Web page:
Help Me Lock It Down!
November 16, 2011 4:25 AM   Subscribe

Looking to implement the most effective reasonable set of best practices for preserving internet privacy and blocking commercial data harvesting. Seeking tips, tricks, hacks, and useful online resources.

Currently, I use Firefox running AdBlock Plus, Taco/Abine/BeefTaco, and NoScript on Firefox for my primary browsing needs, along with GoogleSharing to anonymize searches. I use separate browsers for financial/ecommerce/business/medical stuff and yet a third for all social networking sites that requires a login vs. everyday surfing and searching. I keep flash and ads blocked on all my browsers. I require each browser to alert me and ask permission for each cookie it keeps (on the "business" and social networking browsers), and I flush them all by quitting the browser, re-launching, and re-logging in to all my banking/shopping/medical/employer sites using a (local) password management utility at least once a day. I have my social networking sites set to maximum privacy. I do not stay logged in to Google or Facebook or Twitter except when I need to use those tools. I regularly flush my browser caches, histories, and cookies using CCleaner. I am wary of unsecured wifi networks, and I never do any business/banking/webmail when not on a trusted network.

This took a while to set up, and to change my habits, but I am really pleased with the results. My browsing is so much faster and less cluttered without all the flash advertising, and it is a delight to see Taco's tally of all the tracking cookies and ad networks that have been rejected at the end of the day.

I am looking for suggestions to tighten down the hatches even further. Short of using Tor and PGP etc, steps I think are beyond most people's usual willingness to make the effort at privacy:

1) what are your best hacks for online (specifically web) privacy?
2) what browsers and what plugins/extensions do you use?
3) can you provide links to some up-to-date articles or discussions of this topic with practical and relatively simple solutions to keeping your browser ad-free, avoiding being tracked, and yielding as little personal information to corporate entities (or the government) as possible?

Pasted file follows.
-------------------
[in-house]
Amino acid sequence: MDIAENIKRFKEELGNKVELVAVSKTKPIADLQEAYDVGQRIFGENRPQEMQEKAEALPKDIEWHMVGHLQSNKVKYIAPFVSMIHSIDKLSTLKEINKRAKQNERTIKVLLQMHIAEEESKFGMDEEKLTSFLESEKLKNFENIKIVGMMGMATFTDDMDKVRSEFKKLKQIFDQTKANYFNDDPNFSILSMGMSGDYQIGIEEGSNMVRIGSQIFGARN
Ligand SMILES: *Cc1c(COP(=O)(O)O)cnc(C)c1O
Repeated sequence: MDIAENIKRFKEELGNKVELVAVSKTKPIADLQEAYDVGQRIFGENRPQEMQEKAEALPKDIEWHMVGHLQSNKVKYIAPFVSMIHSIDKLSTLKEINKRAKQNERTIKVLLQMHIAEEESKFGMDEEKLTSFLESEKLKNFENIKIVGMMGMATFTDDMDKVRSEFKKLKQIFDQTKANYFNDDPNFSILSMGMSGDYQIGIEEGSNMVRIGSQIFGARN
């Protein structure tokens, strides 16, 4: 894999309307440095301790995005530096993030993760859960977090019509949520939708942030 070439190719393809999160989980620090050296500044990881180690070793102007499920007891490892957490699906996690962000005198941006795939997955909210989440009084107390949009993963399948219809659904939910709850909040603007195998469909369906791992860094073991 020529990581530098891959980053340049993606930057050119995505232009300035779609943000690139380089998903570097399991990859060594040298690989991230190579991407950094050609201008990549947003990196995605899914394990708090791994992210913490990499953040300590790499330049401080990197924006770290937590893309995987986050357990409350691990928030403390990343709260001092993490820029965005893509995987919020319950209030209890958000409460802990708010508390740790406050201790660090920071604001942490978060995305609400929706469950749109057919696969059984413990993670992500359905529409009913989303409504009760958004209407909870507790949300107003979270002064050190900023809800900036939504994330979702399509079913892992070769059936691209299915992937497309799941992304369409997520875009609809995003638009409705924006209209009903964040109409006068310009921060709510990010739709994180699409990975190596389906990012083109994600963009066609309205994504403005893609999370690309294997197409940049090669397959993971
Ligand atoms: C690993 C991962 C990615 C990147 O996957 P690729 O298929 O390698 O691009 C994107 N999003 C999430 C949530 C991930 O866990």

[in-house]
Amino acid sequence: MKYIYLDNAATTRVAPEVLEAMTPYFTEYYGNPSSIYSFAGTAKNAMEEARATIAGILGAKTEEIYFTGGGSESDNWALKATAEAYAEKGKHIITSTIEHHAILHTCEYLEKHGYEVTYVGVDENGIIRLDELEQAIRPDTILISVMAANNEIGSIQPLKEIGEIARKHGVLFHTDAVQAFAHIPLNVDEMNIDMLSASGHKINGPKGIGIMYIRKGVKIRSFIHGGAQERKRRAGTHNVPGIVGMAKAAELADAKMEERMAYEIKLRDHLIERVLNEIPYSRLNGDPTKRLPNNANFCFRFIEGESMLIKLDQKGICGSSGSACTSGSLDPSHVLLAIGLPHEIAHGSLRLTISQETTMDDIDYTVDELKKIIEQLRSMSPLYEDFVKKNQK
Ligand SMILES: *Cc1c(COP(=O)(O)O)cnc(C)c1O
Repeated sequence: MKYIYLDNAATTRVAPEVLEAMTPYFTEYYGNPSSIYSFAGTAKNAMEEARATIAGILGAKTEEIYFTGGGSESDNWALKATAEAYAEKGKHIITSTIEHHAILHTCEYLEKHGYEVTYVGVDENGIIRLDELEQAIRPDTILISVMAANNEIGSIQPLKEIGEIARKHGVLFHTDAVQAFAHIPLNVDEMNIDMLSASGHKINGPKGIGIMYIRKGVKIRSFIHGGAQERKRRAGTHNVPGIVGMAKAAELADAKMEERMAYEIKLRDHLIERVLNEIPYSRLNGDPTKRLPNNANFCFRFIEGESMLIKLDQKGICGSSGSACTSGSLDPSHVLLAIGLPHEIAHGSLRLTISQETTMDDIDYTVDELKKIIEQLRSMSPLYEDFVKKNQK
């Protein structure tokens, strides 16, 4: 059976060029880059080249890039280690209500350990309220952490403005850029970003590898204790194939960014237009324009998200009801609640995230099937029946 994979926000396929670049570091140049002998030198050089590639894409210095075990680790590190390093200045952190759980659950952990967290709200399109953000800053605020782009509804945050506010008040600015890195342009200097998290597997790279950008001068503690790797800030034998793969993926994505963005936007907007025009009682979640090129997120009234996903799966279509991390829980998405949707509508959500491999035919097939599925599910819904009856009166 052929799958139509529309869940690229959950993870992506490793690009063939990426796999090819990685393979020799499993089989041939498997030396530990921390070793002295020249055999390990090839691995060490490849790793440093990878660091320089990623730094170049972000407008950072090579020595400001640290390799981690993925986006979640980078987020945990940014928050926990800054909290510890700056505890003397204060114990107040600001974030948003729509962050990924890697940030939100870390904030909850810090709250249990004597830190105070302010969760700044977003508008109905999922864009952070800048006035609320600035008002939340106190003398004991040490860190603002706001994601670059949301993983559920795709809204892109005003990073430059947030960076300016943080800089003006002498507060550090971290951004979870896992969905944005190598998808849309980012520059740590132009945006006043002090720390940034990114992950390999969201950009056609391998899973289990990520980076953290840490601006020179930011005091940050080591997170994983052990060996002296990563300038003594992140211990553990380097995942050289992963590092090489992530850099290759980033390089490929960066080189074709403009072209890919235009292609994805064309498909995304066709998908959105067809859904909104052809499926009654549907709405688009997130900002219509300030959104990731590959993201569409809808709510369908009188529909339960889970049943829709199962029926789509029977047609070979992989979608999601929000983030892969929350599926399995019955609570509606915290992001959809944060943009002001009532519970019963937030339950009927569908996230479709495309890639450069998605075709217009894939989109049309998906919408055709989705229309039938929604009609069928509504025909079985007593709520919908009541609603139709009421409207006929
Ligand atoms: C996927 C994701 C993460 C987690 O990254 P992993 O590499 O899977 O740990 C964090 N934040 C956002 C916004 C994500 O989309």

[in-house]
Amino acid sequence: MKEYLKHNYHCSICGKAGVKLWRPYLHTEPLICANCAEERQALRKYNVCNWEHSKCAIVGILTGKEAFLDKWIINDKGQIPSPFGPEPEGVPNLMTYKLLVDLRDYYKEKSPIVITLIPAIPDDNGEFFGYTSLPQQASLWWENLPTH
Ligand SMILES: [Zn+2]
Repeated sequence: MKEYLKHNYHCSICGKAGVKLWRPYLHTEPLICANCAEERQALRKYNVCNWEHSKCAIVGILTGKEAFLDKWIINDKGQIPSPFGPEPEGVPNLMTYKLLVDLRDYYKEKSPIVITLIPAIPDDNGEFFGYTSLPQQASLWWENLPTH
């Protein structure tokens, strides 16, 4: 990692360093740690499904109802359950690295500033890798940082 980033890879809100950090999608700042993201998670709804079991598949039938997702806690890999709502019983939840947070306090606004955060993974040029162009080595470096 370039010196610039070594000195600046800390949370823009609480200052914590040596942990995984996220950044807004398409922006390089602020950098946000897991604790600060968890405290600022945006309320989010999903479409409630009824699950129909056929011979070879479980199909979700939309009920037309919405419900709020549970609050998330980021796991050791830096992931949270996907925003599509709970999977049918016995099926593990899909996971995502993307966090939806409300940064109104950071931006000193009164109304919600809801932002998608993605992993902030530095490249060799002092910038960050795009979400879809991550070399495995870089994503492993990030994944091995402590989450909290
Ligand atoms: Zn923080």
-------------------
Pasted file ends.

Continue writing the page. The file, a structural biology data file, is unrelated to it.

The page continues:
I realize there are some inherent risks you can't easily eliminate without seriously restricting your online activity or engaging in potentially nefarious activities (spoofing MAC addresses and the like). The government could always subpoena your ISP (or maybe not even need to subpoena it!) for your browsing history. A targeted search for you as an individual could yield all kinds of personal information. Facial recognition software is going to make it easier to search images in the near future, etc.

But mostly I am looking for effective and *simple* or straightforward ways to minimize your footprint, be as stealthy as reasonably possible, and deny my information as much as possible to those who would commercially exploit it. I'm asking not only for myself, but because I want to come up with a straightforward set of recommendations for my friends and colleagues who worry about this stuff all the time, but are not even tech savvy enough to install a Firefox add-on without some step-by-step guidance.

Annoyingly, a lot of these tools are not available on mobile platforms (gee, I wonder what that could be about?). So I would also be interested in specific privacy/security hacks for iPhone/iPod Touch, Android, and Nokia Symbian devices.

And finally, in general, why should I trust Chrome's security and privacy controls, since Google makes it?

TLDR: In general, how do you manage your online privacy and security if you take it seriously, and/or can you suggest up-to-date resources for learning about emerging practical solutions to harden your e-bunker.

Thank you!
posted by spitbull to Computers & Internet (5 answers total) 44 users marked this as a favorite
I use a Firefox extension called RequestPolicy. It's a little... extreme... but it's really effective. Essentially, it blocks all requests (for everything--flash, CSS, images, everything) which go to any outside domain. For example, this page is requesting things from,,, and You can add exceptions, temporarily or permanently, similar to NoScript.
posted by anaelith at 5:46 AM on November 16, 2011 [2 favorites]

For 'secure' browsing and web access (because on a public wireless connection, what does that even mean?), I prefer Opera .

DuckDuckGo is a more private seach engine than Google, and better than Bing.
posted by the man of twists and turns at 7:19 AM on November 16, 2011 [1 favorite]

Well, there's the Freedom Box, but it doesn't actually exist yet.
posted by yarly at 7:23 AM on November 16, 2011 [1 favorite]

My favorite FF plug in is Ghostery; it might be redundant (I'm not sure what Taco is), but you might want to check it out.
posted by ifjuly at 12:08 PM on November 16, 2011 [1 favorite]

Your ISP can still monitor and log all your unencrypted activity on the internet (e.g. http browsing). There's no good fix to this other than choosing https whenever possible (e.g. Google SSL), choosing an ISP that you trust, or using a service like Tor (which will slow down your connection considerably).

There's also the browser extension Disconnect, which prevents 3rd party sites like Facebook and Google from tracking you. May or may not be necessary, given the other measures you're already taking.

You're doing a great job at looking after your online privacy and security, but make sure you're covering your bases in other areas. For example, do you have a security freeze on your credit? If not, you are vulnerable to some very nasty crimes.
posted by lunchbox at 7:37 PM on November 16, 2011 [1 favorite]

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